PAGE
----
The Yukon’s coroner has confirmed eight substance-use related deaths in the Yukon over the span of less than three weeks.
According to a May 5 release by the Yukon Coroner’s Service, eight people died between April 7 and April 27 related to substance use.
Eleven substance-use related deaths have occurred in 2023. Eight of those deaths involved opioids.
Toxic illicit drugs including cocaine, opioids and benzodiazepines are continuing to kill Yukoners, as per the release. The release indicates alcohol is found to be a common contributor in some cases.
The territory has recorded 85 opioid-related deaths since April 2016.
“This substance use crisis continues to be horribly difficult and it is affecting all of us in the Yukon. These deaths are not only heartbreaking, but many are preventable. We must remain aware, and, most importantly, we all must work together to help each other as we grieve these losses across our territory. We must also remember to show our compassion, kindness and support to anyone struggling with substance use,” chief coroner Heather Jones said in the release.
“The Yukon Coroner’s Service sends our deepest condolences to all the families and communities who continue to be so severely impacted by these tragic deaths.”
Of the recent eight deaths, six took place in Whitehorse and two occurred in unnamed Yukon communities. Four women and four men make up the deaths. Half were members of First Nations. The ages ranged from 22 to 52 years old.
Four of the deaths appear to have involved people who were using substances alone.
One death was caused by cocaine poisoning, three deaths involved cocaine and fentanyl, one death involved a combination of cocaine, fentanyl and benzodiazepines in the form of etizolam and bromazolam. One more death is pending toxicology results.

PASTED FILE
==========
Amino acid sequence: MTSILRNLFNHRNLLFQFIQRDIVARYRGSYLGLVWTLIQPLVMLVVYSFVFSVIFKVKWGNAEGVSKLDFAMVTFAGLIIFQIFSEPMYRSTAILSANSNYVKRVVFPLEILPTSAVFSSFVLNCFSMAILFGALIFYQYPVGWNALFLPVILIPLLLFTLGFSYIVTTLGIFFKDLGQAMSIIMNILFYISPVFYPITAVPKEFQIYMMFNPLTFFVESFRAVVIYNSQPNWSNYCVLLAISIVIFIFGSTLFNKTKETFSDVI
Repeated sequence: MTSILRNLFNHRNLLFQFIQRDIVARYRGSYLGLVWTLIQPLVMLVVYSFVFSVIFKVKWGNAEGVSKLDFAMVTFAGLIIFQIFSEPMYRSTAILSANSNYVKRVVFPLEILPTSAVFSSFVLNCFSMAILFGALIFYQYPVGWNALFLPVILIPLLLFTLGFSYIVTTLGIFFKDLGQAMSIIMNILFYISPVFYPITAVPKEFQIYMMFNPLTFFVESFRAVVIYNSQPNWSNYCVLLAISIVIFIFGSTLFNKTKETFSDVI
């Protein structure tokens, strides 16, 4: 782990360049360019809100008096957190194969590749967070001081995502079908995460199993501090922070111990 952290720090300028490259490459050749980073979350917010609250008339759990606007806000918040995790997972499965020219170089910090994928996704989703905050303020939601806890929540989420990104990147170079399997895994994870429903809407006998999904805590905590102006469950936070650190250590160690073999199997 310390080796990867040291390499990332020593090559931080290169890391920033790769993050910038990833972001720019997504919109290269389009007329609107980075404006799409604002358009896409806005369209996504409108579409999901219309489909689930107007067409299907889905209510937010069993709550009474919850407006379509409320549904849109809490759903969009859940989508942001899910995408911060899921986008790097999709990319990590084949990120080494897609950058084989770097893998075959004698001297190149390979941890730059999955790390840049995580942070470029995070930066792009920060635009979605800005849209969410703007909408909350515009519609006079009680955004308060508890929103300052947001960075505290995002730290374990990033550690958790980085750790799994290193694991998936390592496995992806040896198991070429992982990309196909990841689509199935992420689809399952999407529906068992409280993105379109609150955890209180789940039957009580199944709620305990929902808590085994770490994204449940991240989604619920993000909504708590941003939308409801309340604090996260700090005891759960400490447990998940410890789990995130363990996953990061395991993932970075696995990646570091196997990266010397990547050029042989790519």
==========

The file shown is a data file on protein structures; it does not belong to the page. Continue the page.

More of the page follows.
According to the release, this is the first finding of bromazolam — a novel benzodiazepine first identified in 2016 — in a death investigated by the Yukon Coroner’s Service.
The release indicates these findings show the source of illicit drugs is inconsistent.
“It is possible that there can be substances in the drugs that are not known to the user, and that one batch of the same drug sold can vary from the next,” reads the release.
“Please do not use alone. I encourage people to make use of the drug checking services available from Blood Ties Four Directions, the Outreach Van and Emergency Medical Services.”
The release advises people who use substances to tell a friend what substances are being used and ensure they know who to call for help in an emergency.
“Treatment options are available, and many service providers in the Yukon are willing to support anyone affected by substance use,” reads the release.
“Naloxone is a safe and effective way to reverse opioid overdose. For more information on how to obtain and use a naloxone kit, please visit yukon.ca. This is a simple measure that all citizens and business owners can take to prevent fatal overdoses involving opioids.”
Contact Dana Hatherly at email@example.com